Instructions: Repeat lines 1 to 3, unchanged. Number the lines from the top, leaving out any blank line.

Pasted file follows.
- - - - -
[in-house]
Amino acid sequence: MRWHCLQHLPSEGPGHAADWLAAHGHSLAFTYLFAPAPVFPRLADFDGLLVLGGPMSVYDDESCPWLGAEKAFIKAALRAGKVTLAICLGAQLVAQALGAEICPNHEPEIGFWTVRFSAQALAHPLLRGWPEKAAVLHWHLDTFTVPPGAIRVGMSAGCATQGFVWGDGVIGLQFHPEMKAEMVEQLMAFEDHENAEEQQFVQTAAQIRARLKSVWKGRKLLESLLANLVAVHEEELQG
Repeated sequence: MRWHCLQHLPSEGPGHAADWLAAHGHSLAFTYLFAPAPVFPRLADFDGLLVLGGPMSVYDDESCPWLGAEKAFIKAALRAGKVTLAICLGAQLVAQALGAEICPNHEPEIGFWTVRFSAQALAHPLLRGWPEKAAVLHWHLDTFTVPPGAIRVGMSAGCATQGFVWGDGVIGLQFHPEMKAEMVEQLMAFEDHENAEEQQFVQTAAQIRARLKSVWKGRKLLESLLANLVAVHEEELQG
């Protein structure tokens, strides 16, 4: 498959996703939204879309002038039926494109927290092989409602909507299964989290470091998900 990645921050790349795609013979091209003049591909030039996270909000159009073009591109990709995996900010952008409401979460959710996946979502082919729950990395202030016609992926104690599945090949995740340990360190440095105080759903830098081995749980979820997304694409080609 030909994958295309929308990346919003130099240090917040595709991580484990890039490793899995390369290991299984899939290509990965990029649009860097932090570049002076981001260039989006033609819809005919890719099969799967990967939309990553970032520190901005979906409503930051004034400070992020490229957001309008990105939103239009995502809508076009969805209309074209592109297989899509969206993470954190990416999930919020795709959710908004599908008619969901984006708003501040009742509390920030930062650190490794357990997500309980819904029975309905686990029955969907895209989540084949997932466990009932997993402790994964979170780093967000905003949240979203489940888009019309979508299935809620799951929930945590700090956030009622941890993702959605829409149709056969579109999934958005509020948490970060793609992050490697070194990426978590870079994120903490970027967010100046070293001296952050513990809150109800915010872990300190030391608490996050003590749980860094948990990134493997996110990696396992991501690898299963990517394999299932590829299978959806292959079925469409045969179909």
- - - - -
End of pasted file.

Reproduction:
[in-house]
Amino acid sequence: MRWHCLQHLPSEGPGHAADWLAAHGHSLAFTYLFAPAPVFPRLADFDGLLVLGGPMSVYDDESCPWLGAEKAFIKAALRAGKVTLAICLGAQLVAQALGAEICPNHEPEIGFWTVRFSAQALAHPLLRGWPEKAAVLHWHLDTFTVPPGAIRVGMSAGCATQGFVWGDGVIGLQFHPEMKAEMVEQLMAFEDHENAEEQQFVQTAAQIRARLKSVWKGRKLLESLLANLVAVHEEELQG
Repeated sequence: MRWHCLQHLPSEGPGHAADWLAAHGHSLAFTYLFAPAPVFPRLADFDGLLVLGGPMSVYDDESCPWLGAEKAFIKAALRAGKVTLAICLGAQLVAQALGAEICPNHEPEIGFWTVRFSAQALAHPLLRGWPEKAAVLHWHLDTFTVPPGAIRVGMSAGCATQGFVWGDGVIGLQFHPEMKAEMVEQLMAFEDHENAEEQQFVQTAAQIRARLKSVWKGRKLLESLLANLVAVHEEELQG